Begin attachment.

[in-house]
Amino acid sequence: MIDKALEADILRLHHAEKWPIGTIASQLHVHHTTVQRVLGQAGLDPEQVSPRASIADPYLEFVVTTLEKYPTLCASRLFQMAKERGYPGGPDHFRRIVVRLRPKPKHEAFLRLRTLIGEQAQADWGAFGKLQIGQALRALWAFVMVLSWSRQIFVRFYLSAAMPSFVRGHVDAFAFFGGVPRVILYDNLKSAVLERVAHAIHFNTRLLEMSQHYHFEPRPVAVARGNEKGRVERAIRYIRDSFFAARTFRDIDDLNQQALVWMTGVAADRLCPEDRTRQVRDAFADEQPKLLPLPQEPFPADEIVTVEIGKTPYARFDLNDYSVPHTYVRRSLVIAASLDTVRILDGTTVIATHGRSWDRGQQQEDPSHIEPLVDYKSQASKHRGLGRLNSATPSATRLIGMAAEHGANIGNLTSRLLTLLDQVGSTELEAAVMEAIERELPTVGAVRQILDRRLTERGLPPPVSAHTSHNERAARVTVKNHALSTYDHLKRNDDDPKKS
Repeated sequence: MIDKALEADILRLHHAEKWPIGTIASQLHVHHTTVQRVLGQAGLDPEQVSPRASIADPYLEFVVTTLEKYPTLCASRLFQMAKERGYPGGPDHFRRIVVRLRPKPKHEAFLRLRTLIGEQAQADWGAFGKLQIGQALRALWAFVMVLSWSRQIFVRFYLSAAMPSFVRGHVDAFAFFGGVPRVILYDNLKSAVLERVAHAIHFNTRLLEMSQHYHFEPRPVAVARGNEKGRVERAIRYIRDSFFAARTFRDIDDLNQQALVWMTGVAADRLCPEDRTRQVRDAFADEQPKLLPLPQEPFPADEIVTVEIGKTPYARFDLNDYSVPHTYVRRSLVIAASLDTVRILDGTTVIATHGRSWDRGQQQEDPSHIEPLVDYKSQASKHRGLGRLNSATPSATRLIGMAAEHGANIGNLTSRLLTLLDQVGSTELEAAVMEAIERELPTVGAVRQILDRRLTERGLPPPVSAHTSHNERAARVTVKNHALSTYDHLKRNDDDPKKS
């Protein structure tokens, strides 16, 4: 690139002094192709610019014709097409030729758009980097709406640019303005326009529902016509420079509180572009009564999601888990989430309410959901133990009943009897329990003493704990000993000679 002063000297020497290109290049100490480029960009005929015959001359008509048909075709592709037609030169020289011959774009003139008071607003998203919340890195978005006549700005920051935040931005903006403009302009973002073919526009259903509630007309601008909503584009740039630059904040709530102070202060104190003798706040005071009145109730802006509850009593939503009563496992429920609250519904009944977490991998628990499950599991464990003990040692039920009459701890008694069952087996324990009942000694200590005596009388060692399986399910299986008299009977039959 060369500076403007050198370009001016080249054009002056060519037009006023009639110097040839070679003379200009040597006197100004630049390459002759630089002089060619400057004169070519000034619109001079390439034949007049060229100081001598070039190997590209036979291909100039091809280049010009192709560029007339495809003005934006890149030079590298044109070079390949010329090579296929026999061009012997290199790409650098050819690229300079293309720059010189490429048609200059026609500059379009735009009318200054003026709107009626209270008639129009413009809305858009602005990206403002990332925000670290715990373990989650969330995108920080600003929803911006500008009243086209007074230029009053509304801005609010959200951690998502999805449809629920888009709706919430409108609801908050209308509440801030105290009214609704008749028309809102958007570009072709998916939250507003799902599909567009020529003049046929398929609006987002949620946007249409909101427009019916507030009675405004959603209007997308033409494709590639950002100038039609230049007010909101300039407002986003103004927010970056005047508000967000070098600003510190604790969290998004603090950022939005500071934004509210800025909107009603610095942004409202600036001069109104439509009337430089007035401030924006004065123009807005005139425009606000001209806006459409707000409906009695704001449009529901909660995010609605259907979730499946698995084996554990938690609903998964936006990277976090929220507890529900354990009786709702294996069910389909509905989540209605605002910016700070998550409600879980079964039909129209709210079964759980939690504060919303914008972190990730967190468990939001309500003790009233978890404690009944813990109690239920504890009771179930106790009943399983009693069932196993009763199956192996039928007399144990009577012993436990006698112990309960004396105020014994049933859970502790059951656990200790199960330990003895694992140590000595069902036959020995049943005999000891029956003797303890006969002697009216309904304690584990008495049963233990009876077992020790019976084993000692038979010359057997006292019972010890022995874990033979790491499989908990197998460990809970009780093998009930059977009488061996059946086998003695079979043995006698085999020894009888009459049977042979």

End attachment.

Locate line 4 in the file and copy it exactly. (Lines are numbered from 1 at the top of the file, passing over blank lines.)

């Protein structure tokens, strides 16, 4: 690139002094192709610019014709097409030729758009980097709406640019303005326009529902016509420079509180572009009564999601888990989430309410959901133990009943009897329990003493704990000993000679 002063000297020497290109290049100490480029960009005929015959001359008509048909075709592709037609030169020289011959774009003139008071607003998203919340890195978005006549700005920051935040931005903006403009302009973002073919526009259903509630007309601008909503584009740039630059904040709530102070202060104190003798706040005071009145109730802006509850009593939503009563496992429920609250519904009944977490991998628990499950599991464990003990040692039920009459701890008694069952087996324990009942000694200590005596009388060692399986399910299986008299009977039959 060369500076403007050198370009001016080249054009002056060519037009006023009639110097040839070679003379200009040597006197100004630049390459002759630089002089060619400057004169070519000034619109001079390439034949007049060229100081001598070039190997590209036979291909100039091809280049010009192709560029007339495809003005934006890149030079590298044109070079390949010329090579296929026999061009012997290199790409650098050819690229300079293309720059010189490429048609200059026609500059379009735009009318200054003026709107009626209270008639129009413009809305858009602005990206403002990332925000670290715990373990989650969330995108920080600003929803911006500008009243086209007074230029009053509304801005609010959200951690998502999805449809629920888009709706919430409108609801908050209308509440801030105290009214609704008749028309809102958007570009072709998916939250507003799902599909567009020529003049046929398929609006987002949620946007249409909101427009019916507030009675405004959603209007997308033409494709590639950002100038039609230049007010909101300039407002986003103004927010970056005047508000967000070098600003510190604790969290998004603090950022939005500071934004509210800025909107009603610095942004409202600036001069109104439509009337430089007035401030924006004065123009807005005139425009606000001209806006459409707000409906009695704001449009529901909660995010609605259907979730499946698995084996554990938690609903998964936006990277976090929220507890529900354990009786709702294996069910389909509905989540209605605002910016700070998550409600879980079964039909129209709210079964759980939690504060919303914008972190990730967190468990939001309500003790009233978890404690009944813990109690239920504890009771179930106790009943399983009693069932196993009763199956192996039928007399144990009577012993436990006698112990309960004396105020014994049933859970502790059951656990200790199960330990003895694992140590000595069902036959020995049943005999000891029956003797303890006969002697009216309904304690584990008495049963233990009876077992020790019976084993000692038979010359057997006292019972010890022995874990033979790491499989908990197998460990809970009780093998009930059977009488061996059946086998003695079979043995006698085999020894009888009459049977042979």